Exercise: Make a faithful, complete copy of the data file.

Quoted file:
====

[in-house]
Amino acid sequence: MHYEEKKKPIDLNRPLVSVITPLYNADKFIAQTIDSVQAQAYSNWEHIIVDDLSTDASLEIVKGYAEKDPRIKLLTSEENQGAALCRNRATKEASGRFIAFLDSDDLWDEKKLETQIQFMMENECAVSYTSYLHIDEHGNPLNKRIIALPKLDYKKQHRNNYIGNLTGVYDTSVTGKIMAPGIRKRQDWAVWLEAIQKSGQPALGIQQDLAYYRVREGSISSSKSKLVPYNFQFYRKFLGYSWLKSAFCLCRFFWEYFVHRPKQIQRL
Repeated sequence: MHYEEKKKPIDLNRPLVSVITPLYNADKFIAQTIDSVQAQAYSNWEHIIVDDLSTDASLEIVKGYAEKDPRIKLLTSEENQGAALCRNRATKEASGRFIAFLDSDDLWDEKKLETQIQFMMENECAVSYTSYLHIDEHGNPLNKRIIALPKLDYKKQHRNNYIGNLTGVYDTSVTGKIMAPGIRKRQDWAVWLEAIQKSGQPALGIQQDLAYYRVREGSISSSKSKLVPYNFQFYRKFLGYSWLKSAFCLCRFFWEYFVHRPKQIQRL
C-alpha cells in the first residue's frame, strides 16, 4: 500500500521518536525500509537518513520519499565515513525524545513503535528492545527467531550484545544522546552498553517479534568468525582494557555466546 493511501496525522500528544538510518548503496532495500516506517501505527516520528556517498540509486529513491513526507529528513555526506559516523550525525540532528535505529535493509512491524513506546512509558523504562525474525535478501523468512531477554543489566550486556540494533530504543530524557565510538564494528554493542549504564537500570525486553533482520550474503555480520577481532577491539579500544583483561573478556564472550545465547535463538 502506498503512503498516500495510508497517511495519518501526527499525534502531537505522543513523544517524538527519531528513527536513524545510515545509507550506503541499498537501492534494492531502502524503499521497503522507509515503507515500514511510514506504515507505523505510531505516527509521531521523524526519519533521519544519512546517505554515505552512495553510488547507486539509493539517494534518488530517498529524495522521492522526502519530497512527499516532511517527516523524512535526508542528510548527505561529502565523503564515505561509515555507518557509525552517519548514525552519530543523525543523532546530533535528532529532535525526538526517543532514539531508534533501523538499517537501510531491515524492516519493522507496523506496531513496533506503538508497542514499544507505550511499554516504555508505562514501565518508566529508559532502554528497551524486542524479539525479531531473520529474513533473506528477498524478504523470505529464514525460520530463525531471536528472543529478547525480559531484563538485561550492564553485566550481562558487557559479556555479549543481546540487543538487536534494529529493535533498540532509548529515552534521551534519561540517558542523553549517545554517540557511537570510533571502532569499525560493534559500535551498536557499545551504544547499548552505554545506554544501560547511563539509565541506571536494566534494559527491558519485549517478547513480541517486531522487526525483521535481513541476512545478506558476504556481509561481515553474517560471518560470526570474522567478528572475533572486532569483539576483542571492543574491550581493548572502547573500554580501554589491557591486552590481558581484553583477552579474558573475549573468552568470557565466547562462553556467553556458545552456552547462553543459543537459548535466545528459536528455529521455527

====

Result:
[in-house]
Amino acid sequence: MHYEEKKKPIDLNRPLVSVITPLYNADKFIAQTIDSVQAQAYSNWEHIIVDDLSTDASLEIVKGYAEKDPRIKLLTSEENQGAALCRNRATKEASGRFIAFLDSDDLWDEKKLETQIQFMMENECAVSYTSYLHIDEHGNPLNKRIIALPKLDYKKQHRNNYIGNLTGVYDTSVTGKIMAPGIRKRQDWAVWLEAIQKSGQPALGIQQDLAYYRVREGSISSSKSKLVPYNFQFYRKFLGYSWLKSAFCLCRFFWEYFVHRPKQIQRL
Repeated sequence: MHYEEKKKPIDLNRPLVSVITPLYNADKFIAQTIDSVQAQAYSNWEHIIVDDLSTDASLEIVKGYAEKDPRIKLLTSEENQGAALCRNRATKEASGRFIAFLDSDDLWDEKKLETQIQFMMENECAVSYTSYLHIDEHGNPLNKRIIALPKLDYKKQHRNNYIGNLTGVYDTSVTGKIMAPGIRKRQDWAVWLEAIQKSGQPALGIQQDLAYYRVREGSISSSKSKLVPYNFQFYRKFLGYSWLKSAFCLCRFFWEYFVHRPKQIQRL
C-alpha cells in the first residue's frame, strides 16, 4: 500500500521518536525500509537518513520519499565515513525524545513503535528492545527467531550484545544522546552498553517479534568468525582494557555466546 493511501496525522500528544538510518548503496532495500516506517501505527516520528556517498540509486529513491513526507529528513555526506559516523550525525540532528535505529535493509512491524513506546512509558523504562525474525535478501523468512531477554543489566550486556540494533530504543530524557565510538564494528554493542549504564537500570525486553533482520550474503555480520577481532577491539579500544583483561573478556564472550545465547535463538 502506498503512503498516500495510508497517511495519518501526527499525534502531537505522543513523544517524538527519531528513527536513524545510515545509507550506503541499498537501492534494492531502502524503499521497503522507509515503507515500514511510514506504515507505523505510531505516527509521531521523524526519519533521519544519512546517505554515505552512495553510488547507486539509493539517494534518488530517498529524495522521492522526502519530497512527499516532511517527516523524512535526508542528510548527505561529502565523503564515505561509515555507518557509525552517519548514525552519530543523525543523532546530533535528532529532535525526538526517543532514539531508534533501523538499517537501510531491515524492516519493522507496523506496531513496533506503538508497542514499544507505550511499554516504555508505562514501565518508566529508559532502554528497551524486542524479539525479531531473520529474513533473506528477498524478504523470505529464514525460520530463525531471536528472543529478547525480559531484563538485561550492564553485566550481562558487557559479556555479549543481546540487543538487536534494529529493535533498540532509548529515552534521551534519561540517558542523553549517545554517540557511537570510533571502532569499525560493534559500535551498536557499545551504544547499548552505554545506554544501560547511563539509565541506571536494566534494559527491558519485549517478547513480541517486531522487526525483521535481513541476512545478506558476504556481509561481515553474517560471518560470526570474522567478528572475533572486532569483539576483542571492543574491550581493548572502547573500554580501554589491557591486552590481558581484553583477552579474558573475549573468552568470557565466547562462553556467553556458545552456552547462553543459543537459548535466545528459536528455529521455527